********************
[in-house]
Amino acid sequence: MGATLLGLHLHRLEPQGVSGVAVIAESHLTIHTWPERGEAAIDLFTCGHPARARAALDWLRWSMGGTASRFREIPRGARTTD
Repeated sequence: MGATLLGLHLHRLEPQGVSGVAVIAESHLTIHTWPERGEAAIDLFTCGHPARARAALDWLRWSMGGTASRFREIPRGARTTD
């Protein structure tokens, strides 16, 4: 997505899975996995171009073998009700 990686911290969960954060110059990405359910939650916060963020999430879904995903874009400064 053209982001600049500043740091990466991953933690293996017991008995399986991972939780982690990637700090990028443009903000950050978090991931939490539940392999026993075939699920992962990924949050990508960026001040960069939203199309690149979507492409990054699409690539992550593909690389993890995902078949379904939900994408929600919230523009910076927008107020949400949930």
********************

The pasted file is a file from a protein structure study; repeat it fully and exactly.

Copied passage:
[in-house]
Amino acid sequence: MGATLLGLHLHRLEPQGVSGVAVIAESHLTIHTWPERGEAAIDLFTCGHPARARAALDWLRWSMGGTASRFREIPRGARTTD
Repeated sequence: MGATLLGLHLHRLEPQGVSGVAVIAESHLTIHTWPERGEAAIDLFTCGHPARARAALDWLRWSMGGTASRFREIPRGARTTD
């Protein structure tokens, strides 16, 4: 997505899975996995171009073998009700 990686911290969960954060110059990405359910939650916060963020999430879904995903874009400064 053209982001600049500043740091990466991953933690293996017991008995399986991972939780982690990637700090990028443009903000950050978090991931939490539940392999026993075939699920992962990924949050990508960026001040960069939203199309690149979507492409990054699409690539992550593909690389993890995902078949379904939900994408929600919230523009910076927008107020949400949930």